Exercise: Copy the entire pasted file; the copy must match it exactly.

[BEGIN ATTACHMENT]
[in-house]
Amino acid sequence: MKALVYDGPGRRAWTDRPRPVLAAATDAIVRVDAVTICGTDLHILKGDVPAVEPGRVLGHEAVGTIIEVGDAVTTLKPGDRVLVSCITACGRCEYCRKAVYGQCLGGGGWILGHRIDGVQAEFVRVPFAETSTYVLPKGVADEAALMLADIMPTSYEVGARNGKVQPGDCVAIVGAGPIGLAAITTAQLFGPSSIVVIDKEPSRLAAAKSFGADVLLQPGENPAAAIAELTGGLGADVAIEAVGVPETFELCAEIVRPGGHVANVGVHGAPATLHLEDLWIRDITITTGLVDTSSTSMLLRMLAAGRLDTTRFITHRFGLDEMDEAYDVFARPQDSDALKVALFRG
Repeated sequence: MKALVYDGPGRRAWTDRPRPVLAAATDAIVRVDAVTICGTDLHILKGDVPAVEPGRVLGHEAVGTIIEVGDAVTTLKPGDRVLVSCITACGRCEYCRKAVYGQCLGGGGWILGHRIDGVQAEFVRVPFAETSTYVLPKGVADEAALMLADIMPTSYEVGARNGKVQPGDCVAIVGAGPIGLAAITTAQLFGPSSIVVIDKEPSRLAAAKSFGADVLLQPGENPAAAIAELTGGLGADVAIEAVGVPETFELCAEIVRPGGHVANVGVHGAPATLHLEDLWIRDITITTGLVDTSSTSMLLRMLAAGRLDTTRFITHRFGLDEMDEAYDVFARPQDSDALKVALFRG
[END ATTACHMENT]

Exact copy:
[in-house]
Amino acid sequence: MKALVYDGPGRRAWTDRPRPVLAAATDAIVRVDAVTICGTDLHILKGDVPAVEPGRVLGHEAVGTIIEVGDAVTTLKPGDRVLVSCITACGRCEYCRKAVYGQCLGGGGWILGHRIDGVQAEFVRVPFAETSTYVLPKGVADEAALMLADIMPTSYEVGARNGKVQPGDCVAIVGAGPIGLAAITTAQLFGPSSIVVIDKEPSRLAAAKSFGADVLLQPGENPAAAIAELTGGLGADVAIEAVGVPETFELCAEIVRPGGHVANVGVHGAPATLHLEDLWIRDITITTGLVDTSSTSMLLRMLAAGRLDTTRFITHRFGLDEMDEAYDVFARPQDSDALKVALFRG
Repeated sequence: MKALVYDGPGRRAWTDRPRPVLAAATDAIVRVDAVTICGTDLHILKGDVPAVEPGRVLGHEAVGTIIEVGDAVTTLKPGDRVLVSCITACGRCEYCRKAVYGQCLGGGGWILGHRIDGVQAEFVRVPFAETSTYVLPKGVADEAALMLADIMPTSYEVGARNGKVQPGDCVAIVGAGPIGLAAITTAQLFGPSSIVVIDKEPSRLAAAKSFGADVLLQPGENPAAAIAELTGGLGADVAIEAVGVPETFELCAEIVRPGGHVANVGVHGAPATLHLEDLWIRDITITTGLVDTSSTSMLLRMLAAGRLDTTRFITHRFGLDEMDEAYDVFARPQDSDALKVALFRG